Still, there is palpable excitement at the prospect of a more transparent and fluid job market. Google’s Vint Cerf, widely considered one of the “fathers of the Internet,” envisions a massive databank that showcases people’s unique strengths, allowing employers to pull in just the right folks to tackle any task. “Instead of matching people to jobs, you match jobs to people,” says Cerf, who is active in the i4j (or Innovation for Jobs) community. Its goal: “disrupting unemployment.”

To some degree, what Cerf is calling for is already happening. ClearFit, for example, lets companies analyze their best performers and then search out applicants that have similar qualities. On ClearFit, employers are not only sent someone’s job history; they also receive the results of an online assessment that provides an instant sense of a person’s drive, capacity to withstand stress, tolerance for risk, preference for structure, interest in others, and 15 other characteristics.

“This takes you beyond the resume,” says ClearFit founder Ben Baldwin, “and gets to personality, motivation, and cultural fit”—giving the worker and the employer a better chance of having a successful relationship. ClearFit’s clients include small businesses, such as restaurants and car dealers, as well as Fortune 500 companies.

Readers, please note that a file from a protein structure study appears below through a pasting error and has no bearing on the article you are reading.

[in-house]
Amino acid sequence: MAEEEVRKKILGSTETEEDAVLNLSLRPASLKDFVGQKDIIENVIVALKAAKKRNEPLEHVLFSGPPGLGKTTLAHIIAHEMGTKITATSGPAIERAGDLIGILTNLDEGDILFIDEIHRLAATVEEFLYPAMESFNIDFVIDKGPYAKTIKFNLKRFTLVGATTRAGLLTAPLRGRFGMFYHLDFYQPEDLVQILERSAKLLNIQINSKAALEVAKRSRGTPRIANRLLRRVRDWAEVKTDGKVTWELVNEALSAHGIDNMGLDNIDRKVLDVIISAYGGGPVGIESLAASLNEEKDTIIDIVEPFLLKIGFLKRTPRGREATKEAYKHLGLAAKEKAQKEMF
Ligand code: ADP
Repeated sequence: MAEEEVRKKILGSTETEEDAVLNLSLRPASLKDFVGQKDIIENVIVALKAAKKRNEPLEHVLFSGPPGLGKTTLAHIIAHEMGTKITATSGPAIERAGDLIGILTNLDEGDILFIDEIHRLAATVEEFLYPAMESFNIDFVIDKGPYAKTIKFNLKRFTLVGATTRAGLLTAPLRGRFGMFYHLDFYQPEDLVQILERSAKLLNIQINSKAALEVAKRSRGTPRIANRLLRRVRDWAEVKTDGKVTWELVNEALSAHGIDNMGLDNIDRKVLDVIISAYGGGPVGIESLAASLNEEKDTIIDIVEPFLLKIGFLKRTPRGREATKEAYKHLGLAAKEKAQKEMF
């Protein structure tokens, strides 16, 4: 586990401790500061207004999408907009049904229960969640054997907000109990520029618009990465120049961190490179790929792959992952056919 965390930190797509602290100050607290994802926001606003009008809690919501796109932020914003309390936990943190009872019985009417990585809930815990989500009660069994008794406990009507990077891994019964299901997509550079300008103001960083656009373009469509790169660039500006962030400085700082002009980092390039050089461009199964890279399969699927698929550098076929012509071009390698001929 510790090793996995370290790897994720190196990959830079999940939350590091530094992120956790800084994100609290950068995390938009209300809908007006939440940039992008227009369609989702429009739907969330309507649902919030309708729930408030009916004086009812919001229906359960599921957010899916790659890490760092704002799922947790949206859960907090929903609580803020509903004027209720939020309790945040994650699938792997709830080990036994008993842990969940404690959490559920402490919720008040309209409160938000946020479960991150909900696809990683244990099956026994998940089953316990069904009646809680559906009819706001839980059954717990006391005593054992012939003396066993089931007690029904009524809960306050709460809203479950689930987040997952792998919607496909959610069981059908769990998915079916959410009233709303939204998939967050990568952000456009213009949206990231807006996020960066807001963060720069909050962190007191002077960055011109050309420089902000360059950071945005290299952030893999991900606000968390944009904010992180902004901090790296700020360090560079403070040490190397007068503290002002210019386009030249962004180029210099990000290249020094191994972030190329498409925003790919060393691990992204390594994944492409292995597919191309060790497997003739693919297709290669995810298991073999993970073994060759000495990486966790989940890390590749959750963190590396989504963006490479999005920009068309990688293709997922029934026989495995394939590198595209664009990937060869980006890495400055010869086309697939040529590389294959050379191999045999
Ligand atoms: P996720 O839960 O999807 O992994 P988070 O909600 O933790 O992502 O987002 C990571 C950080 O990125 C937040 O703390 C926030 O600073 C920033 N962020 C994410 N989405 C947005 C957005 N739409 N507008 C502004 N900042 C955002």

LinkedIn wants to take an even more ambitious step. The professional networking site, whose membership includes roughly 350 million of the world’s 780 million professionals and students, is trying to develop an “economic graph” that would digitally profile every one of the 3 billion-plus workers around the globe—whether they’re investment bankers in Manhattan or ditch diggers in the Sahara.

The economic graph would also feature every company on the planet—all 70 million or so of them—and a digital representation of every job available at these enterprises. It would detail the skills required to obtain open jobs at these companies and highlight educational institutions teaching those relevant skills.

“The dream, the vision, is to create economic opportunity for every member of the global workforce,” Jeff Weiner, LinkedIn’s CEO, recently told a group of executives convened by the Aspen Institute. An instrument like this, he added, has “never been imagined before, let alone executed on.”

Some are sure to dismiss the economic graph as pie in the sky. But there’s already plenty happening on the ground to suggest that technology won’t just kill jobs; it will enable people to secure them, too.

Rick Wartzman is the executive director of the Drucker Institute at Claremont Graduate University. The author or editor of five books, he is currently writing a narrative history of how the social contract between employer and employee in America has changed since the end of World War II.